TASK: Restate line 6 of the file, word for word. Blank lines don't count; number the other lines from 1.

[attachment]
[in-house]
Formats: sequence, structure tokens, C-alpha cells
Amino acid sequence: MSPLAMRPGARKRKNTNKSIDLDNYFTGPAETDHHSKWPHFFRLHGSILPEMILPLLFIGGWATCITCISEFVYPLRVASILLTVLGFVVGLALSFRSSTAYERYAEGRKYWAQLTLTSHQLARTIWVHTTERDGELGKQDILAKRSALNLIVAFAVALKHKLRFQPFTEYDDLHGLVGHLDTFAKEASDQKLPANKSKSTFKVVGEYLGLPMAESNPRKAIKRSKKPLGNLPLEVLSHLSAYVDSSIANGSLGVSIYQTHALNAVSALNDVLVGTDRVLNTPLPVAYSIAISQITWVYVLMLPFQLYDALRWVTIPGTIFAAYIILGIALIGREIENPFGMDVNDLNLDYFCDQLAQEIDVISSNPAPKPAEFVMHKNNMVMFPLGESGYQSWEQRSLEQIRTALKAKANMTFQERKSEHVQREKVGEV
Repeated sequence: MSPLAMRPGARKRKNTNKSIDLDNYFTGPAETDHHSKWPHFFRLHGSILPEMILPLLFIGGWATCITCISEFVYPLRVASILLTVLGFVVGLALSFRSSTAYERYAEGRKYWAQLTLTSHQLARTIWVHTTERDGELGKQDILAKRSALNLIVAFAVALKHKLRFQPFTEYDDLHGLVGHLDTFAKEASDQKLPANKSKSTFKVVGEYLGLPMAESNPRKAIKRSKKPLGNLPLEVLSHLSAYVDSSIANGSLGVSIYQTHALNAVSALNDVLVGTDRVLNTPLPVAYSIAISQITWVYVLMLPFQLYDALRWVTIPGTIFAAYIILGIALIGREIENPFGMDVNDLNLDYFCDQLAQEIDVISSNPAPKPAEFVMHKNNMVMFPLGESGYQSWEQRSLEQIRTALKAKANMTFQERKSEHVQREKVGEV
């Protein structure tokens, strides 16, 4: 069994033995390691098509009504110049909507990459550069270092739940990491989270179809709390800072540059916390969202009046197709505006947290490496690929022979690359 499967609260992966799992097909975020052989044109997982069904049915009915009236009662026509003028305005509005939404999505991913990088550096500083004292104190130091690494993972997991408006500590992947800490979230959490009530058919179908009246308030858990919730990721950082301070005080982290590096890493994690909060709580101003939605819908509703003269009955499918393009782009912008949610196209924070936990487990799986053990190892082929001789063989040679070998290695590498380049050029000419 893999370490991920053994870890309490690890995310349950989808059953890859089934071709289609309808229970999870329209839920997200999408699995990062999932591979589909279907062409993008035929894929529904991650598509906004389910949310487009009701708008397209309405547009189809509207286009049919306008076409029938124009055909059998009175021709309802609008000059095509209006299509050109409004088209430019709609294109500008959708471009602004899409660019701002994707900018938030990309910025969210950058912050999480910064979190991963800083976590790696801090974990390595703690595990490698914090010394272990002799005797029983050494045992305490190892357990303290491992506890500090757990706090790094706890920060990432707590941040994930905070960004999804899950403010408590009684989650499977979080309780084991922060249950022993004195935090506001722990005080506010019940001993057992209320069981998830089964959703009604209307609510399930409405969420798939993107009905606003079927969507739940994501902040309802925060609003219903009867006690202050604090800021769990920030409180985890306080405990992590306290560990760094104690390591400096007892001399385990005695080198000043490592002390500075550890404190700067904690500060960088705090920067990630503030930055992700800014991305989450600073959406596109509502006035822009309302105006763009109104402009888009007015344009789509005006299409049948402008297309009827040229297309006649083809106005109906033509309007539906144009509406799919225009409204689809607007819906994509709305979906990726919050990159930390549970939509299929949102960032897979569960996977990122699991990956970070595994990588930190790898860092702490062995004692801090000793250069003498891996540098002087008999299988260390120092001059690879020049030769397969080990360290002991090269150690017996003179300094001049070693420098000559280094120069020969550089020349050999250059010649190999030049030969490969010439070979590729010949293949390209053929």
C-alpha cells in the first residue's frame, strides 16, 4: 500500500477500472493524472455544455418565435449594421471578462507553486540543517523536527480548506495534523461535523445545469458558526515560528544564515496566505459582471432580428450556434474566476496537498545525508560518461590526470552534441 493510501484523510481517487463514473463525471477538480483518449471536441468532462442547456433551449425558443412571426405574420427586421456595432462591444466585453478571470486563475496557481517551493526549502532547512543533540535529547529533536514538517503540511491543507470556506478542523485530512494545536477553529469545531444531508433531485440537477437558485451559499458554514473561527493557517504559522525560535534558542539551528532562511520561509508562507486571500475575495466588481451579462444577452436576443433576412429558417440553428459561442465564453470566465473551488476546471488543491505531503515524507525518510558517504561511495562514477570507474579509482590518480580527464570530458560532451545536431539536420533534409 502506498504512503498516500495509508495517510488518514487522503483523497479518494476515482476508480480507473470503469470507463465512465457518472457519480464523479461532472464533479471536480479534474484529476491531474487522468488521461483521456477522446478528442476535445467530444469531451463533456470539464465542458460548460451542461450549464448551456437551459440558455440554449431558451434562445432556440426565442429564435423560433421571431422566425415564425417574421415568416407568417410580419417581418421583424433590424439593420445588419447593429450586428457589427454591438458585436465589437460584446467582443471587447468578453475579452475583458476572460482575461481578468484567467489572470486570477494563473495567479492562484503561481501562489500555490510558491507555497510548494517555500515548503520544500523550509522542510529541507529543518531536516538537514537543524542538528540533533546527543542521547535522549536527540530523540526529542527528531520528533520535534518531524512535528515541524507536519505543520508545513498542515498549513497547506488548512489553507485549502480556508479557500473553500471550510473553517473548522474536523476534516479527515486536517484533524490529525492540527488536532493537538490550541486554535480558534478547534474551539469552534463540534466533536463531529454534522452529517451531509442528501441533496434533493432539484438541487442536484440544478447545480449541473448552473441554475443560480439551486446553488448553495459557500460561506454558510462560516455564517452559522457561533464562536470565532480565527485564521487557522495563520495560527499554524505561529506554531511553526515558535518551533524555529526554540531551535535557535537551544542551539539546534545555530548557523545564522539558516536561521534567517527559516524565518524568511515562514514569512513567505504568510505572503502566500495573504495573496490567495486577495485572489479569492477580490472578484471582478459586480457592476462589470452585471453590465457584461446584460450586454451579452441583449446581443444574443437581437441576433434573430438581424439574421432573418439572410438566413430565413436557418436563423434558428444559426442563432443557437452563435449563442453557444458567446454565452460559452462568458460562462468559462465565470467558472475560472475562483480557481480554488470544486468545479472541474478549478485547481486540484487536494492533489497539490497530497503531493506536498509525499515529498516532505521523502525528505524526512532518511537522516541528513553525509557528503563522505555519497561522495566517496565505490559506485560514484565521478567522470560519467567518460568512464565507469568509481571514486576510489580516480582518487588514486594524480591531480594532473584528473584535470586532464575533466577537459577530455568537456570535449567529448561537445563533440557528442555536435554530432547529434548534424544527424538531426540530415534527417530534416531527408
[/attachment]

C-alpha cells in the first residue's frame, strides 16, 4: 500500500477500472493524472455544455418565435449594421471578462507553486540543517523536527480548506495534523461535523445545469458558526515560528544564515496566505459582471432580428450556434474566476496537498545525508560518461590526470552534441 493510501484523510481517487463514473463525471477538480483518449471536441468532462442547456433551449425558443412571426405574420427586421456595432462591444466585453478571470486563475496557481517551493526549502532547512543533540535529547529533536514538517503540511491543507470556506478542523485530512494545536477553529469545531444531508433531485440537477437558485451559499458554514473561527493557517504559522525560535534558542539551528532562511520561509508562507486571500475575495466588481451579462444577452436576443433576412429558417440553428459561442465564453470566465473551488476546471488543491505531503515524507525518510558517504561511495562514477570507474579509482590518480580527464570530458560532451545536431539536420533534409 502506498504512503498516500495509508495517510488518514487522503483523497479518494476515482476508480480507473470503469470507463465512465457518472457519480464523479461532472464533479471536480479534474484529476491531474487522468488521461483521456477522446478528442476535445467530444469531451463533456470539464465542458460548460451542461450549464448551456437551459440558455440554449431558451434562445432556440426565442429564435423560433421571431422566425415564425417574421415568416407568417410580419417581418421583424433590424439593420445588419447593429450586428457589427454591438458585436465589437460584446467582443471587447468578453475579452475583458476572460482575461481578468484567467489572470486570477494563473495567479492562484503561481501562489500555490510558491507555497510548494517555500515548503520544500523550509522542510529541507529543518531536516538537514537543524542538528540533533546527543542521547535522549536527540530523540526529542527528531520528533520535534518531524512535528515541524507536519505543520508545513498542515498549513497547506488548512489553507485549502480556508479557500473553500471550510473553517473548522474536523476534516479527515486536517484533524490529525492540527488536532493537538490550541486554535480558534478547534474551539469552534463540534466533536463531529454534522452529517451531509442528501441533496434533493432539484438541487442536484440544478447545480449541473448552473441554475443560480439551486446553488448553495459557500460561506454558510462560516455564517452559522457561533464562536470565532480565527485564521487557522495563520495560527499554524505561529506554531511553526515558535518551533524555529526554540531551535535557535537551544542551539539546534545555530548557523545564522539558516536561521534567517527559516524565518524568511515562514514569512513567505504568510505572503502566500495573504495573496490567495486577495485572489479569492477580490472578484471582478459586480457592476462589470452585471453590465457584461446584460450586454451579452441583449446581443444574443437581437441576433434573430438581424439574421432573418439572410438566413430565413436557418436563423434558428444559426442563432443557437452563435449563442453557444458567446454565452460559452462568458460562462468559462465565470467558472475560472475562483480557481480554488470544486468545479472541474478549478485547481486540484487536494492533489497539490497530497503531493506536498509525499515529498516532505521523502525528505524526512532518511537522516541528513553525509557528503563522505555519497561522495566517496565505490559506485560514484565521478567522470560519467567518460568512464565507469568509481571514486576510489580516480582518487588514486594524480591531480594532473584528473584535470586532464575533466577537459577530455568537456570535449567529448561537445563533440557528442555536435554530432547529434548534424544527424538531426540530415534527417530534416531527408